# Parallel Monto-Carlo options pricing¶

This notebook shows how to use IPython.parallel to do Monte-Carlo options pricing in parallel. We will compute the price of a large number of options for different strike prices and volatilities.

## Problem setup¶

In [1]:
%matplotlib inline
import matplotlib.pyplot as plt

In [2]:
import sys
import time
from IPython.parallel import Client
import numpy as np


Here are the basic parameters for our computation.

In [3]:
price = 100.0  # Initial price
rate = 0.05  # Interest rate
days = 260  # Days to expiration
paths = 10000  # Number of MC paths
n_strikes = 6  # Number of strike values
min_strike = 90.0  # Min strike price
max_strike = 110.0  # Max strike price
n_sigmas = 5  # Number of volatility values
min_sigma = 0.1  # Min volatility
max_sigma = 0.4  # Max volatility

In [4]:
strike_vals = np.linspace(min_strike, max_strike, n_strikes)
sigma_vals = np.linspace(min_sigma, max_sigma, n_sigmas)

In [5]:
print "Strike prices: ", strike_vals
print "Volatilities: ", sigma_vals

Strike prices:  [  90.   94.   98.  102.  106.  110.]
Volatilities:  [ 0.1    0.175  0.25   0.325  0.4  ]


## Monte-Carlo option pricing function¶

The following function computes the price of a single option. It returns the call and put prices for both European and Asian style options.

In [6]:
def price_option(S=100.0, K=100.0, sigma=0.25, r=0.05, days=260, paths=10000):
"""
Price European and Asian options using a Monte Carlo method.

Parameters
----------
S : float
The initial price of the stock.
K : float
The strike price of the option.
sigma : float
The volatility of the stock.
r : float
The risk free interest rate.
days : int
The number of days until the option expires.
paths : int
The number of Monte Carlo paths used to price the option.

Returns
-------
A tuple of (E. call, E. put, A. call, A. put) option prices.
"""
import numpy as np
from math import exp,sqrt

h = 1.0/days
const1 = exp((r-0.5*sigma**2)*h)
const2 = sigma*sqrt(h)
stock_price = S*np.ones(paths, dtype='float64')
stock_price_sum = np.zeros(paths, dtype='float64')
for j in range(days):
growth_factor = const1*np.exp(const2*np.random.standard_normal(paths))
stock_price = stock_price*growth_factor
stock_price_sum = stock_price_sum + stock_price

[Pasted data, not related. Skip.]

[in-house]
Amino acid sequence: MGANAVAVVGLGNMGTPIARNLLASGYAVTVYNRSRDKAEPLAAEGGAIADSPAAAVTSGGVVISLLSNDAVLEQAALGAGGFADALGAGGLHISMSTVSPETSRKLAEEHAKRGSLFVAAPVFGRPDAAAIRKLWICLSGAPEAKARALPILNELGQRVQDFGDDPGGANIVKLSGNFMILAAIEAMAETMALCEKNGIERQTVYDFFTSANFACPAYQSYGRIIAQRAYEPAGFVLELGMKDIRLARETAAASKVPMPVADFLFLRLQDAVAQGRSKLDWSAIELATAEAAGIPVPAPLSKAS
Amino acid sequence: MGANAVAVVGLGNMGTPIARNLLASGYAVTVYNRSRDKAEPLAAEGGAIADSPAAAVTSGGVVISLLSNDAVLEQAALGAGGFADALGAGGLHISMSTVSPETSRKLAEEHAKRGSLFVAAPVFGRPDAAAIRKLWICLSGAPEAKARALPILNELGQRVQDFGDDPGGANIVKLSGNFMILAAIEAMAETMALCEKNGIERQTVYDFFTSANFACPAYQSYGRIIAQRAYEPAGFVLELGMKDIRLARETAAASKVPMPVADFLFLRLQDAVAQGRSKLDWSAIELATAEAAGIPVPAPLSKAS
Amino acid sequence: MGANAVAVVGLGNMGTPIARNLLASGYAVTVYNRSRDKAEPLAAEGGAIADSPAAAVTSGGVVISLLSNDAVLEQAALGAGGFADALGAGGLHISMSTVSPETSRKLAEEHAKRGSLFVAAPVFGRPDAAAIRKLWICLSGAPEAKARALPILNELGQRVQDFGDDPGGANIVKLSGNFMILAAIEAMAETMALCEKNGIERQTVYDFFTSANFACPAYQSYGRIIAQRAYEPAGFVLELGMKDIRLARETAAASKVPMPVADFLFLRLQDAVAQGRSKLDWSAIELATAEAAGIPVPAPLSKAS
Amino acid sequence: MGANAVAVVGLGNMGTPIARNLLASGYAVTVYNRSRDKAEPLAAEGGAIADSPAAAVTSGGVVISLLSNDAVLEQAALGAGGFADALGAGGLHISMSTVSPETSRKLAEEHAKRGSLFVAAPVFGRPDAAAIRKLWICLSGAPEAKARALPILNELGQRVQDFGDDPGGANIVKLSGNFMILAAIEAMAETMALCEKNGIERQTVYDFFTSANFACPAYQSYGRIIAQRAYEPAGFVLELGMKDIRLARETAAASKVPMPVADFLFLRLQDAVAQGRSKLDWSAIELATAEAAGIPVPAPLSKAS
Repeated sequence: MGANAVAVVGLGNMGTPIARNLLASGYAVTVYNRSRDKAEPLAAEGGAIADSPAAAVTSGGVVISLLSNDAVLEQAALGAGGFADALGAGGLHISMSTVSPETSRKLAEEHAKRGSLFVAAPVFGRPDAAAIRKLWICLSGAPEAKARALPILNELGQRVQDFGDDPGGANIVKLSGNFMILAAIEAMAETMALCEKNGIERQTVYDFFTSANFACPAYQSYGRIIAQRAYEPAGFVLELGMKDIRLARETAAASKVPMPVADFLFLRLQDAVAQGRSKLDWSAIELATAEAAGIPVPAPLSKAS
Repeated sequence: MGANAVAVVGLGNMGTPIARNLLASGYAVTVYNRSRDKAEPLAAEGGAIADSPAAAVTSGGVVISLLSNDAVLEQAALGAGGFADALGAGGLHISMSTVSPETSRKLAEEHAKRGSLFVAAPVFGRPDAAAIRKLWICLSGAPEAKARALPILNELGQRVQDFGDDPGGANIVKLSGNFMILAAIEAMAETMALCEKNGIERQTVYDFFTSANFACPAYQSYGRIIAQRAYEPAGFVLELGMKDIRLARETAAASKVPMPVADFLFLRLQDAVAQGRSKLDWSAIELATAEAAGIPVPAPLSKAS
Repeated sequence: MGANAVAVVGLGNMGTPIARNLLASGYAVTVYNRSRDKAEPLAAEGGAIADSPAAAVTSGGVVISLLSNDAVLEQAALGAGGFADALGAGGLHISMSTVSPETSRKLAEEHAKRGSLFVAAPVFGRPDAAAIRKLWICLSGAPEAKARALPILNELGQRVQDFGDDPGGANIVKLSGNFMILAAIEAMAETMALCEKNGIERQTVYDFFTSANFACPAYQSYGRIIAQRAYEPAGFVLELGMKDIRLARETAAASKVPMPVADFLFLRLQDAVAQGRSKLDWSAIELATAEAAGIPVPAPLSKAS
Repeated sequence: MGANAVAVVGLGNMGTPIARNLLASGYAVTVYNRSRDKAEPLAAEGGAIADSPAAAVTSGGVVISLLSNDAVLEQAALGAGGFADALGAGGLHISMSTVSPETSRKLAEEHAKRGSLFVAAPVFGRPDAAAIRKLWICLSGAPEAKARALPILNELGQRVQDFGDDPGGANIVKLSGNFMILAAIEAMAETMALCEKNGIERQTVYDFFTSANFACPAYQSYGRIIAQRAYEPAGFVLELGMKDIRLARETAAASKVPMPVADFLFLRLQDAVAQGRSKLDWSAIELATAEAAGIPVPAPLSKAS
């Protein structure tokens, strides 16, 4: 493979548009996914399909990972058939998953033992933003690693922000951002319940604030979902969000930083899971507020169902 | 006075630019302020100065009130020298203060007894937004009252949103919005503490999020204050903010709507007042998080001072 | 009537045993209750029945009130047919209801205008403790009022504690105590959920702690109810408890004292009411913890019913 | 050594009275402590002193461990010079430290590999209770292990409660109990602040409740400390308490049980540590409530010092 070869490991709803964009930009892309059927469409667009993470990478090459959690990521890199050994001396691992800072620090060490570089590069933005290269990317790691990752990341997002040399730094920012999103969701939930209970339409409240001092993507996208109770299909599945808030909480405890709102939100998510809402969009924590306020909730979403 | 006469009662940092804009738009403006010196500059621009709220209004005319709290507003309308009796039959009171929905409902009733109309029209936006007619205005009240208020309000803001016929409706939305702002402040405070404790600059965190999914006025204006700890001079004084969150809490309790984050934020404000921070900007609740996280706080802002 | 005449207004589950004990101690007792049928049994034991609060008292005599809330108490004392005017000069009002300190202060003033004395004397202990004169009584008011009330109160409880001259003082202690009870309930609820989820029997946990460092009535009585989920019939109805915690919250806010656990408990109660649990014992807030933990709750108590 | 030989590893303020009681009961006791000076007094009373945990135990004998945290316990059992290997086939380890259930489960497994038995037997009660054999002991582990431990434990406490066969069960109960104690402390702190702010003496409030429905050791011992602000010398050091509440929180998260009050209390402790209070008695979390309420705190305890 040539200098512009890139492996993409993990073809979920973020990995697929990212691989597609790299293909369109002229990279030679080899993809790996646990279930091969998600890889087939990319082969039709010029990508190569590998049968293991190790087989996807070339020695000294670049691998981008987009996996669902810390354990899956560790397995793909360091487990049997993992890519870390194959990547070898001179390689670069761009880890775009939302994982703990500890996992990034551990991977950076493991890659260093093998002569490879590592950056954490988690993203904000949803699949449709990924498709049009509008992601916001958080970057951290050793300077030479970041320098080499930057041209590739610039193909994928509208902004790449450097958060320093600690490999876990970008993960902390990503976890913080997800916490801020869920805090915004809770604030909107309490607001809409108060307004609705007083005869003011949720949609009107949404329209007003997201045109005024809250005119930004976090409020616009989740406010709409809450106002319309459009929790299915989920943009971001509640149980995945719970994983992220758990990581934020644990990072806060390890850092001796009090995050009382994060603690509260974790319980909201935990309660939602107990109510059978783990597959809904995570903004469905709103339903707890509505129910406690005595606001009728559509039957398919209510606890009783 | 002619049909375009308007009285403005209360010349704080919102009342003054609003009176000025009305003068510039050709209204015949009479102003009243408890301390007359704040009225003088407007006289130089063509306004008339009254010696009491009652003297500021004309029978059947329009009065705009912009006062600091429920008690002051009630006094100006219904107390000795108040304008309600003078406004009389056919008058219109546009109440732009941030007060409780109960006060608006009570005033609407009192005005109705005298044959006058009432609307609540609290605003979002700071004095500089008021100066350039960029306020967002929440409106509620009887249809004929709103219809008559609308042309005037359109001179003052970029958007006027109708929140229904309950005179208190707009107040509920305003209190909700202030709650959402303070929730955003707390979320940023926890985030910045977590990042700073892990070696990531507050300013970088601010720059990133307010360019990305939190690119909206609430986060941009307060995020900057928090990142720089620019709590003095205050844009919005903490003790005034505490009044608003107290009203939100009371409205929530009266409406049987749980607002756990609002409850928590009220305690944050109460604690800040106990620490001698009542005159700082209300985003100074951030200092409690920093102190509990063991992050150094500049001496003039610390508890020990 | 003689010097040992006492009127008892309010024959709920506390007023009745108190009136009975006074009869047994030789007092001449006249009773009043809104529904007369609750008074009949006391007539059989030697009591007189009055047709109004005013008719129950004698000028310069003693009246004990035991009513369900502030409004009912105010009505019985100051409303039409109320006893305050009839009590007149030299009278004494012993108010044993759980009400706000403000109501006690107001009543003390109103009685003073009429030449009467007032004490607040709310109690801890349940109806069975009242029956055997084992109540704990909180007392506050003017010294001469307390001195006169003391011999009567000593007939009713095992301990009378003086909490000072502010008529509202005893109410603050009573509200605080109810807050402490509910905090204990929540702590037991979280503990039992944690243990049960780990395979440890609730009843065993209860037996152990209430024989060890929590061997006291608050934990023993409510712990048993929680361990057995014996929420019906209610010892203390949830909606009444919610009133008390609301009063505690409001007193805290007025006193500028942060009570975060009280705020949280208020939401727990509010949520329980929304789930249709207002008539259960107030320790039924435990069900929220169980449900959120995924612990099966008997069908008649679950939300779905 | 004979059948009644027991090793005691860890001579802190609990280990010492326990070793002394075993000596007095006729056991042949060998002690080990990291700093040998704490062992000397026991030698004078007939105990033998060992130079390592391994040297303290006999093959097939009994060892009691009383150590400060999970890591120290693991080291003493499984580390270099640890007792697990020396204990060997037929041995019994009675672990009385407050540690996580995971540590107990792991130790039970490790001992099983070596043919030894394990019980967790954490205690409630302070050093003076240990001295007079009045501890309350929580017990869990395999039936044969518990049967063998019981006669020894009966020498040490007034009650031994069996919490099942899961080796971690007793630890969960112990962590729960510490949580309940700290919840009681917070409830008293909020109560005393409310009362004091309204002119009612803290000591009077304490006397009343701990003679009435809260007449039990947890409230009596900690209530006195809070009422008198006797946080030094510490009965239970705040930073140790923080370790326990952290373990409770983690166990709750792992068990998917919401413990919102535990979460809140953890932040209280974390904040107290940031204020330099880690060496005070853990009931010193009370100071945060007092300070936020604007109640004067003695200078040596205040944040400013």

stock_price_avg = stock_price_sum/days
zeros = np.zeros(paths, dtype='float64')
r_factor = exp(-r*h*days)
euro_put = r_factor*np.mean(np.maximum(zeros, K-stock_price))
asian_put = r_factor*np.mean(np.maximum(zeros, K-stock_price_avg))
euro_call = r_factor*np.mean(np.maximum(zeros, stock_price-K))
asian_call = r_factor*np.mean(np.maximum(zeros, stock_price_avg-K))
return (euro_call, euro_put, asian_call, asian_put)


We can time a single call of this function using the %timeit magic:

In [7]:
%timeit -n1 -r1 print price_option(S=100.0, K=100.0, sigma=0.25, r=0.05, days=260, paths=10000)

(12.478072469211625, 7.5692079226372924, 6.9498346596114704, 4.5592719279729934)
1 loops, best of 1: 111 ms per loop


## Parallel computation across strike prices and volatilities¶

The Client is used to setup the calculation and works with all engines.

In [8]:
rc = Client()


A LoadBalancedView is an interface to the engines that provides dynamic load balancing at the expense of not knowing which engine will execute the code.

In [9]:
view = rc.load_balanced_view()


Submit tasks for each (strike, sigma) pair. Again, we use the %%timeit magic to time the entire computation.

In [16]:
async_results = []

In [17]:
%%timeit -n1 -r1

for strike in strike_vals:
for sigma in sigma_vals:
# This line submits the tasks for parallel computation.
ar = view.apply_async(price_option, price, strike, sigma, rate, days, paths)
async_results.append(ar)

rc.wait(async_results)  # Wait until all tasks are done.

1 loops, best of 1: 810 ms per loop

In [18]:
len(async_results)

Out[18]:
30

## Process and visualize results¶

Retrieve the results using the get method:

In [19]:
results = [ar.get() for ar in async_results]


Assemble the result into a structured NumPy array.

In [20]:
prices = np.empty(n_strikes*n_sigmas,
dtype=[('ecall',float),('eput',float),('acall',float),('aput',float)]
)

for i, price in enumerate(results):
prices[i] = tuple(price)

prices.shape = (n_strikes, n_sigmas)


Plot the value of the European call in (volatility, strike) space.

In [21]:
plt.figure()
plt.contourf(sigma_vals, strike_vals, prices['ecall'])
plt.axis('tight')
plt.colorbar()
plt.title('European Call')
plt.xlabel("Volatility")
plt.ylabel("Strike Price")

Out[21]:
<matplotlib.text.Text at 0x1100a3290>

Plot the value of the Asian call in (volatility, strike) space.

In [22]:
plt.figure()
plt.contourf(sigma_vals, strike_vals, prices['acall'])
plt.axis('tight')
plt.colorbar()
plt.title("Asian Call")
plt.xlabel("Volatility")
plt.ylabel("Strike Price")

Out[22]:
<matplotlib.text.Text at 0x11009b3d0>

Plot the value of the European put in (volatility, strike) space.

In [23]:
plt.figure()
plt.contourf(sigma_vals, strike_vals, prices['eput'])
plt.axis('tight')
plt.colorbar()
plt.title("European Put")
plt.xlabel("Volatility")
plt.ylabel("Strike Price")

Out[23]:
<matplotlib.text.Text at 0x1109ef450>

Plot the value of the Asian put in (volatility, strike) space.

In [24]:
plt.figure()
plt.contourf(sigma_vals, strike_vals, prices['aput'])
plt.axis('tight')
plt.colorbar()
plt.title("Asian Put")
plt.xlabel("Volatility")
plt.ylabel("Strike Price")

Out[24]:
<matplotlib.text.Text at 0x1109e3b10>